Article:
I forgot where I heard it, but I heard an analogy that stuck with me to this day and I wanted to share it with you. Pretend your life is a movie. People go wrong when they assume they are the star of the movie, that they are the main character, turning to God only when they need help… sort of like if you were Cinderella and God was the Fairy Godmother.

Here’s the right way to think about this. If life is a movie, Jesus is the star. Everything in the movie relates to God’s glory. We just get the amazing opportunity to be extras in this spectacular production.

How many times have you heard the story of David and Goliath? Question: In this Bible passage, who represents you? Are you David, overcoming giants with God’s help? Are you Goliath, causing trouble?

Check out this short cartoon by Adam4d for what I think is a great view on this classic Bible passage.

Pride and selfishness is something we have to deal with every day. Thankfully, God helps us fight that battle. And remember, the war has already been won!

Want to talk to your preteens about pride and selfishness? Luke 14:7-14 is a great place to start. Discuss Jesus’ advice and if they have seen something like this in their life. You can have your kids try to draw out comics, write a poem, or come up with a short play that represent Proverbs 29:22-23 or 1 Peter 5:5. Make sure you join in as well!

Holy and Glory

Psalm 19:1 The heavens declare the glory of God, and the sky above proclaims his handiwork.

Psalm 19:1 The heavens declare the glory of God, and the sky above proclaims his handiwork.

During our Bible and Music (BAM!) Wednesday night services for the kids, we’ve been covering the book of Genesis with a focus what it means to be holy. Your kids are discovering that holy means being distinct or set apart. God is holy because only he is perfect.

Our memory verse for the series is Leviticus 19:2, “Speak to all the congregation of the people of Israel and say to them, You shall be holy, for I the Lord your God am holy.”

Last Sunday, Pastor Oren started a series on assurance and salvation. Pastor reminds us of this truth: God is for the glory of his name…the glory of God is the goal in salvation. If you missed the sermon, I encourage you to watch it here.

So on one end we have the holiness of God and on the other end we have the glory of God. Where do the two meet?

In his sermon, What is God’s Glory, John Piper tries to do the impossible task of defining the glory of God in some way that we may comprehend using God’s holiness. First, take a look at Isaiah 6:3, “And one called to another and said: “Holy, holy, holy is the Lord of hosts; the whole earth is full of his glory!”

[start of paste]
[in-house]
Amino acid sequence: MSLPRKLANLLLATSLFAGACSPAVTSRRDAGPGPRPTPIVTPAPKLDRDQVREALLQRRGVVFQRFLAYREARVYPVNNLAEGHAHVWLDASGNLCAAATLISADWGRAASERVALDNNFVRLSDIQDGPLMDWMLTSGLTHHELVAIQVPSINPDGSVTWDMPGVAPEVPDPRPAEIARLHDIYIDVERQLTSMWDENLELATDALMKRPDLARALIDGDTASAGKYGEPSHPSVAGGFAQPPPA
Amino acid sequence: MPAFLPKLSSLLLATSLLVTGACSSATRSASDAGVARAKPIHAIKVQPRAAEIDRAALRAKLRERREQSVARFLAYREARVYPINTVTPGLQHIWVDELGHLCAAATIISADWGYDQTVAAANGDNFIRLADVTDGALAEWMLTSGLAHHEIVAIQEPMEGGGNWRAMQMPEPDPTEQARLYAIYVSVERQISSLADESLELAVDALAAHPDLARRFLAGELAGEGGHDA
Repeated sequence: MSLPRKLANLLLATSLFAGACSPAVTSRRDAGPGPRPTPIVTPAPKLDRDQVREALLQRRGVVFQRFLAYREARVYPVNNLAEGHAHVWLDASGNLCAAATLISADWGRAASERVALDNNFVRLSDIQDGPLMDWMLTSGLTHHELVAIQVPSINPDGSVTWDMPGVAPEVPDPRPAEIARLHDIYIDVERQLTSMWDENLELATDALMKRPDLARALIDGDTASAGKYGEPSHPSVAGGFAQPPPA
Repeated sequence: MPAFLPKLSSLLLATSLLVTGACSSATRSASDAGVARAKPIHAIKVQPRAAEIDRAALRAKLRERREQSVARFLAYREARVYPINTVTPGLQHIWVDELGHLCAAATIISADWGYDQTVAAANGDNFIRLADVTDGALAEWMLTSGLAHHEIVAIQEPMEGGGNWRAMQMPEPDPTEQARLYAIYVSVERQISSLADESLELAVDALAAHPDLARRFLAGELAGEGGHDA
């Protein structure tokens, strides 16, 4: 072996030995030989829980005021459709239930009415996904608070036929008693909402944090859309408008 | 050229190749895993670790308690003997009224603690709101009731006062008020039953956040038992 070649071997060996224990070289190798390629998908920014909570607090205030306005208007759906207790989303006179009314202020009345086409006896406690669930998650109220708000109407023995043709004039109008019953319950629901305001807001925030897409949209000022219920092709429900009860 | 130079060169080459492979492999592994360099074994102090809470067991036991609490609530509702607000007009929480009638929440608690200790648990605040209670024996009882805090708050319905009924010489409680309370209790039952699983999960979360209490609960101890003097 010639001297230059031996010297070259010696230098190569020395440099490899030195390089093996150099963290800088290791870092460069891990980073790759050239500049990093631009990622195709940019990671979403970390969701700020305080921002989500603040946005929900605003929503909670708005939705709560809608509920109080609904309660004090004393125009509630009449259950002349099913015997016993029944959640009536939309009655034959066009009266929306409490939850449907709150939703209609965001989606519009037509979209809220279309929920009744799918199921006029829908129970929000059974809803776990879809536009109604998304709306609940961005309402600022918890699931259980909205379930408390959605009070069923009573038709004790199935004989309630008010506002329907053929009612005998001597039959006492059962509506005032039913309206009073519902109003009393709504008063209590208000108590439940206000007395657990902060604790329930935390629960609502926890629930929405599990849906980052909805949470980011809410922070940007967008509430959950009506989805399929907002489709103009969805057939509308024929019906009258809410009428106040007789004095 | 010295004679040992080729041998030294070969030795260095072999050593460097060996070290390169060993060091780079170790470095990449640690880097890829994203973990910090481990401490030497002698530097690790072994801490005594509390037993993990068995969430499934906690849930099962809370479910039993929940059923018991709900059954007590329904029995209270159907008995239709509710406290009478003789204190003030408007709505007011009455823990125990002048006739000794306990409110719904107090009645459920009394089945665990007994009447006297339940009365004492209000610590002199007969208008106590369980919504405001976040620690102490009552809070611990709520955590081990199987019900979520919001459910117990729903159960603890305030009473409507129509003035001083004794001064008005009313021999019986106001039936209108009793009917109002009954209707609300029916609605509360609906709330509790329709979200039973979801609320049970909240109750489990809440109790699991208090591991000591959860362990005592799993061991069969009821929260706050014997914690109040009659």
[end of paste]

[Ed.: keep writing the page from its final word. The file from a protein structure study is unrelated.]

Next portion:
“…the glory of God is the manifest beauty of his holiness. It is the going public of his holiness. It is the way he puts his holiness on display for people to apprehend. So the glory of God is the holiness of God made manifest,” says Piper. “Listen to this word from Leviticus 10:3. God says: I will be shown to be holy among those who are near me and before all the people I will be glorified. I will be shown to be holy. And among all the people, say it another way, I will be glorified. So to see, to apprehend and to reckon with his holiness and in some sense perceive it is to see glory and, thus, to glorify him.”

How does this all tie in together? I think Clint Nauta (our BAM time leader, among many other things) summed it up beautifully in three sentences:

God requires holiness (Leviticus 19:2)…this is glorious.

We are not holy (Romans 3:23)…this is terrifying.

Jesus is our holiness (1 Corinthians 1:28-31)…this is liberating.

Our kids’ memory verse, Leviticus 19:2,  is referenced later in the Bible, in 1 Peter 1:13-16, “Therefore, preparing your minds for action, and being sober-minded, set your hope fully on the grace that will be brought to you at the revelation of Jesus Christ. As obedient children, do not be conformed to the passions of your former ignorance, but as he who called you is holy, you also be holy in all your conduct, since it is written, “You shall be holy, for I am holy.”

Peter is talking to believers, those who follow Jesus. This was a call for God’s people to be set apart from sin to serve God. Jesus is our holiness, and as such, we are set apart from sin to serve God for his glory (Matthew 5:16).

A question for you today. Read 1 Peter 4:10-11 and 1 Corinthians 10:31. What spiritual gifts or God-given talents do you have that you can honor God by using?

In the end, God gets all the glory. In our salvation and what we do afterwards…or even if we choose not to follow Jesus. No matter what, our holy God will get the glory.

Our Future Hope